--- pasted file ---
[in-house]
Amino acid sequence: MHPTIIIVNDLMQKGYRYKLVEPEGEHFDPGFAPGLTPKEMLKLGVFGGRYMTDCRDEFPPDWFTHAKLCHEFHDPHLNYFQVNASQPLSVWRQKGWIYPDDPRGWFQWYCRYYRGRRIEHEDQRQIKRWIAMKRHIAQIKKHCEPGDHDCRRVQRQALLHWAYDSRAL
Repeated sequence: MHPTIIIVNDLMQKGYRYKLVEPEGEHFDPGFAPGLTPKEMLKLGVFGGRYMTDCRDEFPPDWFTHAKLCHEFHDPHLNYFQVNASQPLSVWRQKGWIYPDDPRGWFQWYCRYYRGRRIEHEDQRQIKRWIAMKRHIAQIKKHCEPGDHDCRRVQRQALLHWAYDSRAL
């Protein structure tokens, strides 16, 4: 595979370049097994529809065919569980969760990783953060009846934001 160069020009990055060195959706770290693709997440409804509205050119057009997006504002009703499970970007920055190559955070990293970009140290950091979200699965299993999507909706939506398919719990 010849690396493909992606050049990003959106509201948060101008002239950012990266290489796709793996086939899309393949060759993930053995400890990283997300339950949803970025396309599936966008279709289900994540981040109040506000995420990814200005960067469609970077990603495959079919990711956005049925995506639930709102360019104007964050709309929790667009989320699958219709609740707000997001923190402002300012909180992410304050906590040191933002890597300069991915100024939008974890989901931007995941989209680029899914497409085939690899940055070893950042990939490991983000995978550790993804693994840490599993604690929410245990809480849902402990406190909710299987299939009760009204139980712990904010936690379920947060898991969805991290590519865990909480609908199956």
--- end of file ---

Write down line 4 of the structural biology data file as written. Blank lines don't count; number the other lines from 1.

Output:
């Protein structure tokens, strides 16, 4: 595979370049097994529809065919569980969760990783953060009846934001 160069020009990055060195959706770290693709997440409804509205050119057009997006504002009703499970970007920055190559955070990293970009140290950091979200699965299993999507909706939506398919719990 010849690396493909992606050049990003959106509201948060101008002239950012990266290489796709793996086939899309393949060759993930053995400890990283997300339950949803970025396309599936966008279709289900994540981040109040506000995420990814200005960067469609970077990603495959079919990711956005049925995506639930709102360019104007964050709309929790667009989320699958219709609740707000997001923190402002300012909180992410304050906590040191933002890597300069991915100024939008974890989901931007995941989209680029899914497409085939690899940055070893950042990939490991983000995978550790993804693994840490599993604690929410245990809480849902402990406190909710299987299939009760009204139980712990904010936690379920947060898991969805991290590519865990909480609908199956």